When is a fire not a fire?………… Interesting observations I have made and learnt during our time here.
I was always alarmed and upset witnessing so many plumes of smoke, swirling dramatically up into the darkening skies, whilst driving in the South Western & South Eastern areas of the Kruger Park.
After living here for the most part of 2019 its a comfort to learn that most of these fires are not in fact bush fires.
This part of the Kruger is bordered by farms, mostly, on which Sugar Cane is cultivated. (There are also Macadamia Nut Plantations as well as Bananas & Papayas. Macadamias, incidentally, are becoming a much favoured commodity and many farms are moving over to this crop). When the Sugar Cane is mature the fields are set alight one by one, in small pockets, from March to October (I stand corrected as we were not living here before that but noticed the cane still very green and young during the rainy season and there are now, mid September, a few farms with the crop ready to be burnt ).
The fires are ferocious, loud, crackling, swirling & spiralling sooty smoke high into the air. Duration is approximately half an hour (as a matter of interest the sticks remain unharmed, are chopped down – usually by hand – the following day , gathered up by machinery all night & hauled away in long high sided trucks to the Sugar Mills closeby, for processing into the sugar we eat, within a few days) . All this pollution is clearly seen from within Kruger.
We began feeding the birds and a mongoose (perhaps two – they are very skittish so spotting was like flash lightening) about one week before the harvest outside our apartment and still do a month later as we wonder what they live off when their food source is suddenly cut off. I’ve just peeped outside the window now and to see the cane (grass)….. it is already 50 cm tall!!!
What has this to do with fires in Kruger you are asking?
Bushfires are common in South Africa, especially between May and October, being winter which is a very dry season. It has been established that the Kruger National Park falls within the African Savannah biome where fire is extremely important in shaping the landscape.
Drawing on many years of fire research in Kruger, park management adopted a new fire policy in 2002, which encourages the setting of early season fires (April to June) to break up the fuel load and allow for lower intensity fires.
Every year park management uses data gathered from more than 500 vegetation monitoring sites to determine where and what percentage of the park should be burnt, as well as the preceding two years’ rainfalls determines the target percentage to burn in each section.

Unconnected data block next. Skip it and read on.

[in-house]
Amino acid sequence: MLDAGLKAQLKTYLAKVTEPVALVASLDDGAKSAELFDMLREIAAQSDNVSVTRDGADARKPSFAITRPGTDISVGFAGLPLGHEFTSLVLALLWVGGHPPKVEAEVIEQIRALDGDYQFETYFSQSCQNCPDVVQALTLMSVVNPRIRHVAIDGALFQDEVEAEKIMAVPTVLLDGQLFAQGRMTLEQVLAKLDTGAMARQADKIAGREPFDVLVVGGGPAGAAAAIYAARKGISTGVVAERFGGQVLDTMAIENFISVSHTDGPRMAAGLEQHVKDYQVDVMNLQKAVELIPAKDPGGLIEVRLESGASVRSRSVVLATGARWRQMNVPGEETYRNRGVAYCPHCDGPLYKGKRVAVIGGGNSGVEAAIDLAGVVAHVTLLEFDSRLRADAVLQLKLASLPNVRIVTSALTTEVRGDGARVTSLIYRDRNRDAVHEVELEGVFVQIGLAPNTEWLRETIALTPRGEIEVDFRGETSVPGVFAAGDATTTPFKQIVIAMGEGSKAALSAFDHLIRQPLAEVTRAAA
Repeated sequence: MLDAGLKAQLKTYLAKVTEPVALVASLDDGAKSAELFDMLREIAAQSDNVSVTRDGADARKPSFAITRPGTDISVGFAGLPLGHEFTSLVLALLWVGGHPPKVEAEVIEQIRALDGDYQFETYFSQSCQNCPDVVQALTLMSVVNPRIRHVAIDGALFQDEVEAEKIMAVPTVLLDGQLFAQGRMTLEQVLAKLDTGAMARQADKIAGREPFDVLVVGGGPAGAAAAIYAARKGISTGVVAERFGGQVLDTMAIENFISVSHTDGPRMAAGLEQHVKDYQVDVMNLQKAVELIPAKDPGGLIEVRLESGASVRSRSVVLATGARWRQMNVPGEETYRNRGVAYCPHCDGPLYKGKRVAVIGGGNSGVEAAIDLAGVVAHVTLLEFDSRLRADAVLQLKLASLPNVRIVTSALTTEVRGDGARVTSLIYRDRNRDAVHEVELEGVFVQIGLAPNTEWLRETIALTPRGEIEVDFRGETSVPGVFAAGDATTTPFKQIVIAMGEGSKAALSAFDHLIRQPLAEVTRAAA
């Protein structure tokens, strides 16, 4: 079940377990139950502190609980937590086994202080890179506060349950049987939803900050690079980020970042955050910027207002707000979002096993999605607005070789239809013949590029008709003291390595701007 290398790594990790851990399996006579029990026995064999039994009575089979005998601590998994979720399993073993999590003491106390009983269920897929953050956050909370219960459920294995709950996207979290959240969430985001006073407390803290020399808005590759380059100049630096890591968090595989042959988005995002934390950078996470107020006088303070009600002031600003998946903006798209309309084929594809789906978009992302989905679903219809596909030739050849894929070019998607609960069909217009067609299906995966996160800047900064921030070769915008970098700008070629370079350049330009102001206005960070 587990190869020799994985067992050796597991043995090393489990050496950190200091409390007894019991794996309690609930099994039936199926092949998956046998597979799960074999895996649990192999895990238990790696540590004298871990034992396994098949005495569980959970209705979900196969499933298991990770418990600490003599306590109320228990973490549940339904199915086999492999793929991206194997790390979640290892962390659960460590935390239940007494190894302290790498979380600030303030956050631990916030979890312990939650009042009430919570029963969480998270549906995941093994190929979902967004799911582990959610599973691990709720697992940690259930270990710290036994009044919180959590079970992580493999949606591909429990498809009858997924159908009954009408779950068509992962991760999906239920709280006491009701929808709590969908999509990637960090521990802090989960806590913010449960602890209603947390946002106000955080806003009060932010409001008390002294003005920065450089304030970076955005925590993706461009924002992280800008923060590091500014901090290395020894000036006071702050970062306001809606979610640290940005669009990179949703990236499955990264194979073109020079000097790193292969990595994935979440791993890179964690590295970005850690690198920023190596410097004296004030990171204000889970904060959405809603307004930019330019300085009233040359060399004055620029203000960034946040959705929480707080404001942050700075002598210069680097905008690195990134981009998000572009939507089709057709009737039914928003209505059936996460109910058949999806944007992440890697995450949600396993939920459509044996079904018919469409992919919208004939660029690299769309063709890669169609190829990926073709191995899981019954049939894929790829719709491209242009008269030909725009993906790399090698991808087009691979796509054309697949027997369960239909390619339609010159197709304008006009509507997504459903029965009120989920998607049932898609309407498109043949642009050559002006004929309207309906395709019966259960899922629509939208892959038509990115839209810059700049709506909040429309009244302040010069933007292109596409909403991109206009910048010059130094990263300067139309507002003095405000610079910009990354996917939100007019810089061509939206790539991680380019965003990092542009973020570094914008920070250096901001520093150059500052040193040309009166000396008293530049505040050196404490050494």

Areas that have produced grass coverage of over four tones per hectare are considered to be ecologically necessary to be burnt back.
When the year’s fire regime has been worked out, section rangers set fires at the beginning of winter in chosen locations to break up the veld into a patch mosaic.
This scattering of burnt and unburnt sections reduces the risk, and even prevents, runaway fires that may occur later in the season which are not planned by the Park Authorities.
Burning earlier in the year also makes for cooler fires, which are less likely to turn saplings into multi-stemmed trees and allow for trees to recruit into the next height class.
When the lightning season starts (Summer) Rangers will generally discontinue setting fires to allow lightning a chance to contribute as one of the natural sources of fire. This season usually runs from October to December. The lightening storms are incredible to watch and are so intense due to the extremely high temperatures experienced in these months when the bush is still crisp and emaciated after dry winter months.
Only a few Savannah plant species are fire sensitive with most being fire tolerant. We must not worry too much about the lives of the wildlife as they can hear, feel and smell a fire when it is still very far away and most mammals normally have enough time to escape.
Snakes and many insects escape into holes in the ground, where they are safe, because the heat from the fire seldom penetrates the soil deeper than five centimeters.
It is incredible how quickly nature responds to being burnt and how animals benefit in many ways. Even without rain the grass grows new shoots within days. The animals lick the mineral rich ash and browsers feed on the new shoots which have a much higher nutrient content.
I never used to look out for animals on these routes, what seemed to me desolate areas, but now realise how many predators creep through and find prey easily due to the clear visibility. It also puzzles me how their paws cope with the sharp prickles of the burnt vegetation (have you ever walked barefoot after the heat of the fire has abated.
As a farm girl we used to love playing in the burnt fields – now I have to wonder why….. sore punctured feet and filthy dirty clothing & exposed skin – our poor mothers). The fires on our farms in Rhodesia were often set by terrorists or natural veld fires set off by a piece of glass reflecting the suns rays onto the tinder dry grass.
I shall not go on to discuss pollution or global warming with regards to the fires as these are subjects outside of my general knowledge – however they always mentioned by followers when I post photographs on my Facebook & Instagram Pages.
I WOULD LOVE TO HEAR WHAT YOU THINK, FEEL & KNOW HOW THEY AFFECT OUR ENVIRONMENT ………… Thank you